The supply and use of hRIG is limited to high income countries due to high cost and limited production, as finding human donors is becoming difficult. On the other hand, the supply and use of eRIG is limited to low income rabies endemic countries. It is comparatively cheap as it can be produced using low cost technology. However, its production is also difficult due to the discontinuation by many producers and ethical and animal welfare issues which have surfaced in recent years. The safety and quality of eRIGs have been improved considerably through introduction of a highly purified product, i.e. F(ab’)2 eRIG but reliable and regular supply is an issue. Unfortunately, many medical practitioners have textbook knowledge of eRIG and they are reluctant to use eRIG, due to fear of anaphylactic shock, although purification methods have greatly improved and the risk of side effects is now minimal.

A general drawback of plasma derived polyclonal RIGs is that there is batch to batch variation affecting efficacy and relatively short shelf life [2]. There are quality concerns about some products as there is no WHO prequalification system for RIG [8]. Another drawback is that most of the virus-specific antibodies in RIGs are non-neutralizing and only a small proportion of the many antibodies are pathogen specific which may affect efficacy [9,10]. Moreover, anti-rabies vaccination and plasma derived RIGs do not confer protection against infection with all non-rabies virus (RABV) lyssavirus species [11]. There is a potential risk of transmission of bloodborne infection and/or diseases. Thus, a search for a replacement to plasma derived RIGs has been strongly encouraged by the WHO.

Ideas to action in search of rabies monoclonal antibody (RmAb)

Since monoclonal antibodies were first generated in 1975, using the hybridoma technology, they have been instrumental for a wide range of applications in research, diagnosis and therapy of cancer, as well as in inflammatory and infectious diseases [12]. Considerable preclinical research for development of RmAb had been done for many decades by WHO Collaborating Centers and academic institutions and WHO has been playing an important role in translating ideas into action. RmAbs have been considered as a viable and promising option to address the limitations of plasma derived RIGs.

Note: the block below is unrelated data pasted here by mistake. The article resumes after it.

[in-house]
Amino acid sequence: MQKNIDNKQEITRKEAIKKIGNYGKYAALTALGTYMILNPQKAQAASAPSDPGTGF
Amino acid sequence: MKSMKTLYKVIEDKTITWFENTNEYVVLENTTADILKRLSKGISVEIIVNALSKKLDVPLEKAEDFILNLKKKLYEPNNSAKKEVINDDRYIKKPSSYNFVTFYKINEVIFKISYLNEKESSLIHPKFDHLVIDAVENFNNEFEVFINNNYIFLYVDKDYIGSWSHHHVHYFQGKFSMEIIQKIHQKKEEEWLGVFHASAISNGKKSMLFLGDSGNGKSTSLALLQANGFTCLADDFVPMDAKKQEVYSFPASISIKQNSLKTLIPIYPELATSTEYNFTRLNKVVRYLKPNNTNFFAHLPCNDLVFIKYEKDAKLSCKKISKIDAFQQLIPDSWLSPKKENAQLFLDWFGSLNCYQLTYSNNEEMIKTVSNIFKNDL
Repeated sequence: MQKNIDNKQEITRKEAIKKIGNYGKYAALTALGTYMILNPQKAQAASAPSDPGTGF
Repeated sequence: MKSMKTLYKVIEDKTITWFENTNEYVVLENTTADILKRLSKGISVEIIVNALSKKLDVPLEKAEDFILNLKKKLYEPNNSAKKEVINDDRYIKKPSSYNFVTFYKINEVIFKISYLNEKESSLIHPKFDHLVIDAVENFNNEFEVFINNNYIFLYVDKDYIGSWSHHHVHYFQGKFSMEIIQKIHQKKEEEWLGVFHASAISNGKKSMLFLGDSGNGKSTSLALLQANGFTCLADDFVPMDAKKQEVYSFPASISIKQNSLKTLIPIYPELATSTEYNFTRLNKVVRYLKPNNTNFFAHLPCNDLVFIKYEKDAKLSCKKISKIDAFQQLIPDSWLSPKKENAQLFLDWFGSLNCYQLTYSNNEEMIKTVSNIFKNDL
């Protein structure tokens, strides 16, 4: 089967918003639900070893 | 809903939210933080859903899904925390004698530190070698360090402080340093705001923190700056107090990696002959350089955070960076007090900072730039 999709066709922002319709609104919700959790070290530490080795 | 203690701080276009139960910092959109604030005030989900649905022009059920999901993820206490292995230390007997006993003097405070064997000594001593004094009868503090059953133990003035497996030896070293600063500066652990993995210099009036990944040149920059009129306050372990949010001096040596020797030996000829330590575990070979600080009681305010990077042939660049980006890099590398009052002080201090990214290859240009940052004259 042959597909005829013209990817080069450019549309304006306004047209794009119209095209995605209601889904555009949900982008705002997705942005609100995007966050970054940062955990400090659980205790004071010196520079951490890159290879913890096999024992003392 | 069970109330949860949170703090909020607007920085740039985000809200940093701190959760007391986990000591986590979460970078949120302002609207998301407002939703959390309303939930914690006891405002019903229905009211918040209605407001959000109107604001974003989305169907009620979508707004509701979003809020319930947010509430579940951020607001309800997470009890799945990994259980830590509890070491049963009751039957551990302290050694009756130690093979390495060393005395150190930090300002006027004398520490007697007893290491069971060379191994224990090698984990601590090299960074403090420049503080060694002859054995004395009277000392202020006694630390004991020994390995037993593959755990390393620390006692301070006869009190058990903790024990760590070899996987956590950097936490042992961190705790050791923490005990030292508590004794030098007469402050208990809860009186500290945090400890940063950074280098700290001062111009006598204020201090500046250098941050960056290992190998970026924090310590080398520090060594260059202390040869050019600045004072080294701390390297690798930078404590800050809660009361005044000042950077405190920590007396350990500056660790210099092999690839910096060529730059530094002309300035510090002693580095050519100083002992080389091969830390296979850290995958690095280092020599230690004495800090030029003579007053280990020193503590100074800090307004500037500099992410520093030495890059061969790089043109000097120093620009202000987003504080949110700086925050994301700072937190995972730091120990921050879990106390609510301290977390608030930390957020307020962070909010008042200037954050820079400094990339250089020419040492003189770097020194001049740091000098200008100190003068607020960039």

A WHO expert consultation held in Philadelphia, USA in 1990 recommended to promote the development of “cocktail” RmAbs for PEP considering limitations of polyclonal plasma derived RIGs [13]. WHO organized a consultation on ‘‘Rabies Monoclonal Antibody Cocktail for Rabies Post Exposure Treatment” in 2002, elaborating a plan of action for the selection, evaluation and technology transfer of rabies monoclonal antibodies [14]. In the light of advancement in RmAb development, a “WHO meeting on monoclonal antibodies against rabies and evaluation of mechanisms to improve access to other blood-derived Immunoglobulins” was held in 2017 which discussed challenges to approval and use of RmAbs and identified possible solutions to ensuring access [15].

Advantages of RMabs

The transition from RIG to monoclonal antibody-based PEP has been strongly recommended by the WHO with the aim of achieving an adequate supply, a reduction in the production costs, a reduction in adverse reaction risks, and the availability of consistently active batches. More rapid industrial production capability with consistent quality of RmAb is a greater advantage to meet a global demand in immunobiologicals. In addition, as monoclonal antibodies come in the form of a concentrated product, they can be more useful and effective than RIGs for infiltration into and around the wounds, which is in line with WHO recommendation for passive immunization [2]. RMab is much cheaper than HRIG. In future, if the production of RMabs is scaled up, based on the demand, it may be available at a competitive price, when compared to ERIG or Fab’2 products. Another advantage may derive from formulation studies to develop RmAbs in lyophilized form that would allow long-term storage as well as convenience of supply to rural areas.

RmAbs could offer an equally efficacious, more affordable, more accessible, more standardized and safer alternative to plasma derived RIGs [16].

Selection of RMabs

Nearly all approved monoclonal antibodies are of the IgG isotype and, predominantly, of the IgG1 subclass. It is of paramount importance to identify the combination of neutralizing monoclonal antibodies that bind to different antigenic sites on the RABV G protein and are able to broadly neutralize both RABV and non-RABV lyssavirus isolates in order to reduce potential risk of PEP failure. The best characteristics for a cocktail of rabies virus neutralizing antibodies are as follows: (i) high potency, (ii) recognition ofdistinct non-overlapping antigenic sites and (iii) high breadth ofreactivity for complete coverage of field rabies virus isolates [9].

Availability of RmAb

The Indian pharmaceutical industries are in the forefront of innovation, technology transfer and commercially viable economical production including rabies mAbs.